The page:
Jhansi Travel Guide

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queen of jhansi

queen of jhansi

sameer khaldy

Jhansi lies on the Delhi-Bombay and DelhiMadras lines. Situated at ah altitude of 251 m, it also on the NH 25 and 26. The temperature varies between 45.8-23.8" in summer and 29.7-4.6°C in winter. Though it is in Uttar Pradesh, it is covenient to visit Jhansi on the way to Madhya Pradesh. It is the link stn of various Mail and Exp trains on the main line to and from Jhansi. Buses leave Jhansi et 6-00,7-00, 8-30,11-00,11-45, 13-00 to reach Khajuraho in 5 hr Distance is 172 km, fare Rs 40. In India tour; the Delhi-Agra-Jhansi-Khajuraho-Varanasi itiner­ary is extremely popular. On the way, beyond Naogaon, you can visit the Deori Hydro-Electric Project in sylvan surroundings. Beyond the project, lies Uttar Pradesh. You can go to Harpalpur on the Manikpur-Jhansi line, 100 km from Khajuraho by bus and from there take the 3-30, 7-27, 12-20, 13-30,2i-32 train to Jhansi which is 86 km away by rail. The 12-20 Chambal Exp 4 5 6 7 day leaves Howfah at 15-25, goes via Allahabad/ Matukpur/ Chitrakutdham/ Mahoba/ Harpalpur to reach Jhan­si by 15-45 and then proceeds to Gwahor. Bun-delkhand Exp goes to Varanasi from Gwahor Via Jhansi/ Allahabad.
From Jhansi there are trains to Agra 216, Gwalior 97, Lucknow 292, Kanpur 220, Varanasi 608, Bhopal 292, Delhi 414, Hajrat Nizamuddin 405, Bombay 1128, Pun 1721, Ahme-dabad 932, Pune 1185, Jammu 995 km away and to other parts of India.

There are buses to Lucknow via Kanpur at 5-30, 8-30, 13-30, 21-30; to AUabibad at 7-00; Indore 13-45; Jabbalpur 10-00, 21-30; and to Agra and Gwalior frequently. Jhansi is also connected by bus routes with many north, central and west Indian cities. The nearest Airport is at Gwalior. Bus, auto, rickshaw ply in the city. Tourist booths of both MP and UP are at rly stn.

Rani Lakshmibai, the Joan of Arc of India is historically famed for her valour. Indians paid reverence to her with bowed heads for her contribution in the Indian struggle for independence in 1857. The chief attraction of Jhansi is the fort of queen. Though built in 1613 by Virsingh Deo (1602-27), king of Orchha, it later passed into the hands of the queen. In 1803 the British came to Jhansi and extended their dominance bit by bit. In 1853, the black laws imposed by the British added to the strife. After the death of the king who had no son, the British virtually took over the administration. The indepen­dent-minded queen was not content with the allowance given to her in compensation. When there rose an opportunity for revolt, she led the sepoys in the mutiny for Inde­pendence in 1857, forcing the British to retreat. However, taking advantage of the internal strife among the sepoys that weakened them, the very next year (1858), the British occupied Jhansi. The queen leapt on horseback from this fort on Bangra Hill and took shelter in the Gwalior fort. She became a martyr on 17th June 1858 during a neck to neck battle with the British at Gwalior where she had disguised hereself as a youth. As a reward for his obedience, the Scindia ruler was given the Jhansi fort by the British. The notable sights in the fort are the pleasure grounds associated with the queen, the Shiva temple, Ganesh temple at the entrance and Kadak Bijli cannon used in the freedom struggle of 1857. The memorial board reminds one of the hair-raising feat of the queen in jumping on horseback from the fort. Open from 6-00-17-00. Nearby is the Rani Ka Mahal built in the later half of tlje 18th century where an archaeological museum has come up today. On the way to the fort a statue of the queen has been installed.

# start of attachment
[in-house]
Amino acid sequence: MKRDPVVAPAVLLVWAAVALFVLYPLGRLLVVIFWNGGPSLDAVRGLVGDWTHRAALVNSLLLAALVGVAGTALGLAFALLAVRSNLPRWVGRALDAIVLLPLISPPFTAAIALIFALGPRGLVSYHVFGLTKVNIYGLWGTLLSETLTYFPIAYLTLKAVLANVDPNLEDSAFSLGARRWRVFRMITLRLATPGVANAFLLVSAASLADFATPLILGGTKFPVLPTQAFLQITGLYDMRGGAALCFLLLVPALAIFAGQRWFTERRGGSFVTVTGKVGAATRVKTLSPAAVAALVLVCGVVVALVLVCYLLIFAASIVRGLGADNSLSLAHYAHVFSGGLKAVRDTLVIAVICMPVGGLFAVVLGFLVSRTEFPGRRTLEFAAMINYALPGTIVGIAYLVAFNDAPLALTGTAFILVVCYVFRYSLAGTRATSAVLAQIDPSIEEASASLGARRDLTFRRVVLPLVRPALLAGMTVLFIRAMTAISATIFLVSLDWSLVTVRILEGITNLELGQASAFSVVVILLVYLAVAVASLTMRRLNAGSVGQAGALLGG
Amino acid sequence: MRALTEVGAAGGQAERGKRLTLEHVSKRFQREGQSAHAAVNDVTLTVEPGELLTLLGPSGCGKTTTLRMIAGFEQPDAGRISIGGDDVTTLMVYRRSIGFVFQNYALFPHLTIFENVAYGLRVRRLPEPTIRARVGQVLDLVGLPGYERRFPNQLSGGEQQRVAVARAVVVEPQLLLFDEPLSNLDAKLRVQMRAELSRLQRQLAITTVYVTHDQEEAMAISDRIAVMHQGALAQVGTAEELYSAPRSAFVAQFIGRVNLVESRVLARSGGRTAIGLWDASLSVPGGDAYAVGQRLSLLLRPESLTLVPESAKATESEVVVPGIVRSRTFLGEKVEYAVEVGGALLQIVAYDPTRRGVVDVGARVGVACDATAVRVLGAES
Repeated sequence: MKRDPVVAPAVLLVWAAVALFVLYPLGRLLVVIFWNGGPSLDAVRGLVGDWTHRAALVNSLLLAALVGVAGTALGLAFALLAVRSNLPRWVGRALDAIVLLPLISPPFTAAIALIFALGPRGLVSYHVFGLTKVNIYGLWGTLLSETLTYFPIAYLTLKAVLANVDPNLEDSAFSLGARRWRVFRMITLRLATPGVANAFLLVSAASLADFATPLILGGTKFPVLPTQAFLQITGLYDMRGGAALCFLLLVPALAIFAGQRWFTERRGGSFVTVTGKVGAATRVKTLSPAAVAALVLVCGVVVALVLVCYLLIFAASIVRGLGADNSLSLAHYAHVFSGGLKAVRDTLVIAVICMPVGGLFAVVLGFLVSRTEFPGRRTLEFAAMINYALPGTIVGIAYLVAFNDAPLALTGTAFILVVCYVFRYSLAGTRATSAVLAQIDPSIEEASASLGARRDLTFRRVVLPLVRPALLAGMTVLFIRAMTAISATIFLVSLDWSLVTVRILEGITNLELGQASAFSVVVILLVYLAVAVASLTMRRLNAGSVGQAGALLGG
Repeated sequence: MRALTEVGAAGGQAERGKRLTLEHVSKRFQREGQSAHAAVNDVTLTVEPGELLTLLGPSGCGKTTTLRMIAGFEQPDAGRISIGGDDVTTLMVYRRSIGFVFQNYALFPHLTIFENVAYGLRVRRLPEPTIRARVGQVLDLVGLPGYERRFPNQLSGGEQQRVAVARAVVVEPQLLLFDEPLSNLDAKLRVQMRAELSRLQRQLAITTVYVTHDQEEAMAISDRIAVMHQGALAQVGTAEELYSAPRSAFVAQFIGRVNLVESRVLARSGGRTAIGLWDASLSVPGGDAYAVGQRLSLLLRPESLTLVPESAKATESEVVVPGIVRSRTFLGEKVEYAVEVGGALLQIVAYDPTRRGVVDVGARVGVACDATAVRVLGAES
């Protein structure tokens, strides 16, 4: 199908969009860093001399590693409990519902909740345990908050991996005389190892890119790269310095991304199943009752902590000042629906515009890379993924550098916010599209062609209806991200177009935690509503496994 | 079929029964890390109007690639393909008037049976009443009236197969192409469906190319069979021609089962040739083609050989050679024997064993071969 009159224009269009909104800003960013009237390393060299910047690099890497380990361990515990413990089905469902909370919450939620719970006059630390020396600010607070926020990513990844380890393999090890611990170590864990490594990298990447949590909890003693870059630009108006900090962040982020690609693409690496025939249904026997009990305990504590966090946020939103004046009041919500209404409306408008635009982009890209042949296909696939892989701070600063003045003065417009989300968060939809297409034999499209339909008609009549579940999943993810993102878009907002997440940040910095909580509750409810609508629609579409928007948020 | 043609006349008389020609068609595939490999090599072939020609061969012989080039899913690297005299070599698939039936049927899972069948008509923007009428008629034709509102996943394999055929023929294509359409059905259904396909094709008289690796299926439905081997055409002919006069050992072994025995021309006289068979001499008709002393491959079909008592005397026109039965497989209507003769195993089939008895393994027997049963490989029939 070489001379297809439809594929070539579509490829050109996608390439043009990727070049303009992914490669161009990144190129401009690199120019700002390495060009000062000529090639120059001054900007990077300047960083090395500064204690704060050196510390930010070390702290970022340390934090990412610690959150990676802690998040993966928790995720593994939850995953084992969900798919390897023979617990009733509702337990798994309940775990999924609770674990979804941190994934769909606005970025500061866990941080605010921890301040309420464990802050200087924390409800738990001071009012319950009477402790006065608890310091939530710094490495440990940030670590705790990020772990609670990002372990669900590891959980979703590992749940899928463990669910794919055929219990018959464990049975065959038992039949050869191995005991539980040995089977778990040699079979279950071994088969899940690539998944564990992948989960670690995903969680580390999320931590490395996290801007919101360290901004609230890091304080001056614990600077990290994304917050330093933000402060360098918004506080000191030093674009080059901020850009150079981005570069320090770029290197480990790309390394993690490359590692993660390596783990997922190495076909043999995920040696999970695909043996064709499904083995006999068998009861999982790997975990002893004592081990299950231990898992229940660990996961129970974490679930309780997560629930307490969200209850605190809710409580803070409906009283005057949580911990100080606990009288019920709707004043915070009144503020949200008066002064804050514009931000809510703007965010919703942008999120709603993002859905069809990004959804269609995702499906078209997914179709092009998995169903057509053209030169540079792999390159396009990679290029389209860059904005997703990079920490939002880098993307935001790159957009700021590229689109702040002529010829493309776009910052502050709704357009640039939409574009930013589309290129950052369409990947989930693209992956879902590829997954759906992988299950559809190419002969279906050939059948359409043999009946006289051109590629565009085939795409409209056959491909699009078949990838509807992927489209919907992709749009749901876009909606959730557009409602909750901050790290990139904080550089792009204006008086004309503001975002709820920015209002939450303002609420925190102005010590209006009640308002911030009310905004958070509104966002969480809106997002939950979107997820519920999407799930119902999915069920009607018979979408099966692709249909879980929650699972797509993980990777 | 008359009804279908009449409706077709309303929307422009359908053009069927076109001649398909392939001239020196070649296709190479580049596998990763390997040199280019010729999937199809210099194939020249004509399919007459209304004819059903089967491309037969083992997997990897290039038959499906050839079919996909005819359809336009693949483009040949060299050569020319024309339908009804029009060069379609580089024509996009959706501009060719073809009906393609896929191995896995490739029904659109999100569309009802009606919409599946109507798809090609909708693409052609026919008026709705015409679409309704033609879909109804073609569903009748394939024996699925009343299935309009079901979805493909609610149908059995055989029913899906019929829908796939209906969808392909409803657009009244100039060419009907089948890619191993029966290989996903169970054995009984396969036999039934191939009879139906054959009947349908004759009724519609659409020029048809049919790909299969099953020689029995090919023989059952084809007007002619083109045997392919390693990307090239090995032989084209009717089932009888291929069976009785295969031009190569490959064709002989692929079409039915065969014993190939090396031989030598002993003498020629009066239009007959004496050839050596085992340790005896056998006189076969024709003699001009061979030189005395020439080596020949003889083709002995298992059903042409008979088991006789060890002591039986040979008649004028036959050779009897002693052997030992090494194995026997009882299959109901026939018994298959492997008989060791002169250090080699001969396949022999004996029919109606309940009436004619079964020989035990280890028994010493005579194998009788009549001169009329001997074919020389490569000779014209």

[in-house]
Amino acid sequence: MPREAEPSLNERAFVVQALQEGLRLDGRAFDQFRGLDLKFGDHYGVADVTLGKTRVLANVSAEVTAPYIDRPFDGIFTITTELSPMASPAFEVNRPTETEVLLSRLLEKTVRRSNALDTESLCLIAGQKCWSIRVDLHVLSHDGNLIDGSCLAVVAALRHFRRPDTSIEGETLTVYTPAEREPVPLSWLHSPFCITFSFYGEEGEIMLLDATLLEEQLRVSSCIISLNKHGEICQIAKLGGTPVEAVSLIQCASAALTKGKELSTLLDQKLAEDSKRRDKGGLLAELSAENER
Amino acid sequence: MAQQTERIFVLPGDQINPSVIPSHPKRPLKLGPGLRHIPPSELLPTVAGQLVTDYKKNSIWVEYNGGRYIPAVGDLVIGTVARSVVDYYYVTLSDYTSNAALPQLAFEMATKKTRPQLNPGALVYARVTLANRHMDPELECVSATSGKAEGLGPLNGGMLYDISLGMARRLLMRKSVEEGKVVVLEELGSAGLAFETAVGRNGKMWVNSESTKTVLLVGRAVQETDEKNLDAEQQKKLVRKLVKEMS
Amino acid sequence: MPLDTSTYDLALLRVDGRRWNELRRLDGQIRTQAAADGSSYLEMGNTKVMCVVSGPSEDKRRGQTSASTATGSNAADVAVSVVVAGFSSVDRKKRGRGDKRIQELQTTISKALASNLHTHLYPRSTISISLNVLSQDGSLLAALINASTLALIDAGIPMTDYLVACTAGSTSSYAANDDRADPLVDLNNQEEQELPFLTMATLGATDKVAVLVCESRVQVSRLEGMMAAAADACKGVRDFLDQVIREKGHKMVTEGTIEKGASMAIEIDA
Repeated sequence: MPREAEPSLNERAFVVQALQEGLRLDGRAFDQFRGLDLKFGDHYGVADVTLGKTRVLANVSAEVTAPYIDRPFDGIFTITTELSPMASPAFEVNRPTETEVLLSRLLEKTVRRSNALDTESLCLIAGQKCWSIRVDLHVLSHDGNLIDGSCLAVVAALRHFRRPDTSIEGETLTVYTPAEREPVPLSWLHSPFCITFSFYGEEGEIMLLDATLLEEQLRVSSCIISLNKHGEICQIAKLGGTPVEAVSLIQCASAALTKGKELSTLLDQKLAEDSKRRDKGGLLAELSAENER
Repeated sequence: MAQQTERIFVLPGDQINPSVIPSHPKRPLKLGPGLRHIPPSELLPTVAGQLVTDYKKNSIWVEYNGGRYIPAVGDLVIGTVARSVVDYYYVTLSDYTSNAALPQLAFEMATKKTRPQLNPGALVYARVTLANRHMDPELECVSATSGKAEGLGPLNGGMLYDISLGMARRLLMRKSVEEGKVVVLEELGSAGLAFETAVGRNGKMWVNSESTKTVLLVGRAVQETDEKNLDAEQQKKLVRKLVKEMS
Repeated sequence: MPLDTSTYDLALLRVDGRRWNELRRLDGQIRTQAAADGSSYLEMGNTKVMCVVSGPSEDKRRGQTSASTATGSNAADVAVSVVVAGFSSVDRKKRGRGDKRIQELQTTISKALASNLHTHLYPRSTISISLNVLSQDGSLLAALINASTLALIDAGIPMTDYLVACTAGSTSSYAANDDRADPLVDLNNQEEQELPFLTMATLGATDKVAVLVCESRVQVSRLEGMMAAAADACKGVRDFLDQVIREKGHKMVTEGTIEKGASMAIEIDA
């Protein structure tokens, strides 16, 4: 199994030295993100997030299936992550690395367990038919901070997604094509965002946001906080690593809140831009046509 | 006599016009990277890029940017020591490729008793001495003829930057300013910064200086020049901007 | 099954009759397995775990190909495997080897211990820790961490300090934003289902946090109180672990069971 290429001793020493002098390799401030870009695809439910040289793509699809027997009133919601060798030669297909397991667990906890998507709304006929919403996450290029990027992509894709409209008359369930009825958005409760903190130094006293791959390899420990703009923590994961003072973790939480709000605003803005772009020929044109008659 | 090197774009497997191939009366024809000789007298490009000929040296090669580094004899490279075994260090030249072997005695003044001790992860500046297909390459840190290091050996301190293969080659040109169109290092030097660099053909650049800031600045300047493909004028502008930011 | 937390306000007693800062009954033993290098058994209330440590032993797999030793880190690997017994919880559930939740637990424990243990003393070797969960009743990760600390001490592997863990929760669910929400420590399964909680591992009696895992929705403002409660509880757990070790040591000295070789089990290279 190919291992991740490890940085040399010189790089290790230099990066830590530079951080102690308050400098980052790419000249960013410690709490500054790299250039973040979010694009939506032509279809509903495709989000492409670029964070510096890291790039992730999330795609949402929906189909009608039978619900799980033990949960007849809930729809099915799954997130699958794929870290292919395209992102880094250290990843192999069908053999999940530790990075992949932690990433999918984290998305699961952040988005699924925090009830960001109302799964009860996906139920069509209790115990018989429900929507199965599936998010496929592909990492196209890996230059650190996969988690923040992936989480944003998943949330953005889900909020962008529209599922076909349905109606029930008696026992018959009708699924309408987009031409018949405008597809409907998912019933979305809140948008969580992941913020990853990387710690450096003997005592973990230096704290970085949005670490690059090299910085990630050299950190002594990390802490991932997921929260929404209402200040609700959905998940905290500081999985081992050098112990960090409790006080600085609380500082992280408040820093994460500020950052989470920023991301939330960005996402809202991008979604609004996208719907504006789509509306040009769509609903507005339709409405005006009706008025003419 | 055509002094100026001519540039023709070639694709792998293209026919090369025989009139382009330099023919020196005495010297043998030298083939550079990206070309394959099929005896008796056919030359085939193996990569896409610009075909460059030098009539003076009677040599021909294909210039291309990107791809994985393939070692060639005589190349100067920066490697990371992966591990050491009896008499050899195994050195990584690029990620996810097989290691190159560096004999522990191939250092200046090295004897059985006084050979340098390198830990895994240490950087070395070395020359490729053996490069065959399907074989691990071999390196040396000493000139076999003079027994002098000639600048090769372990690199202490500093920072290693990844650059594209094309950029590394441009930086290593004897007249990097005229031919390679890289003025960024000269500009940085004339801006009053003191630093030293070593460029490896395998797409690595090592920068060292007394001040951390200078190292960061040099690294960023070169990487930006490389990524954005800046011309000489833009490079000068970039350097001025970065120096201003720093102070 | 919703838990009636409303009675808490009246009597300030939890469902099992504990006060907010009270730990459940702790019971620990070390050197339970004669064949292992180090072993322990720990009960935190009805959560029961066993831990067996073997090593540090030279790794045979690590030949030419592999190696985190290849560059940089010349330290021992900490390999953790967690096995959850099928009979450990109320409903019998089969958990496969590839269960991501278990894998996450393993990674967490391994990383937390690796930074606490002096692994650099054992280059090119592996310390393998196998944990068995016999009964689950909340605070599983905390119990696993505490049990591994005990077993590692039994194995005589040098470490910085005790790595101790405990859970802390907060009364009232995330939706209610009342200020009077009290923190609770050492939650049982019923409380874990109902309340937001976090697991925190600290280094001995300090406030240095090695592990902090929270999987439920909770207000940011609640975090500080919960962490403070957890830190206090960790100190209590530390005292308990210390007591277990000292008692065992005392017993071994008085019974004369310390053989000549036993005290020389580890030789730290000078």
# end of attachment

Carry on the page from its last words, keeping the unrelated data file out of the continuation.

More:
On the Jhansi-Khajuraho Road, 9 km from Jhansi and then another 8 km on the left is Orchha, the city of museums. This city on the bank of the Betwa river was also the capital of the Bundela Rajputs. Rudrapratap, the Bundela king founded the capital in 1531. However, in 1783 the capital was moved to Tikamgarh. However, Orchha became celebrated during the reign of king Vir Singh Deo (1605-27). Salim who harboured a grievance against his father Akbar had taken shelter in the Jhansi Fort of the Orchha king in 1602. The aggrieved Akbar despatched his troops who razed the fort. In 1605 Salim became Emperor Jehangir and during his reign Jhansi and Orchha had their phase of prosperity. However, after ascending the throne in 1627, Shahjehan too was irked by Orchha as its ruler Vir Singh had supported his errant son Aurangzeb.

The very breeze of Orchha seems to sing the legend of love between Indrajit of the ruling dynasty and a court dancer, Pravin. Orchha is also celebrated for its fort, frescoes of Palace, Jehangir Mahal adorned with fretwork, Madhukar Mahal with its frescoes in the Bundela style, various temples, Chatris, Phul Bagh and martyr memorials. The Lakshmi-Narayan Temple on the village outskirt has also an attractive array of painting in the Orchha style. In the middle of the village is the 17th century Ram Raja Temple whose image of Sri Ram was brought from Ayodhya. It is said that the icon could not be budged from the 7-storey Chaturbhuj temple and so had to be ensconced in the palace. Ram is worshipped here not as a god but king. On the left, on a low hillock is the Lakshmi-Narayan Temple. The memorial towers or Chatris at Kanchanghat by the side of the river are also incomparable and can be visited by bus or share tempo by day from Jhansi by the enthusiasts.

You can visit Jhansi by day and take the afternoon bus to Gwalior. It is abou t 3 hr journey.
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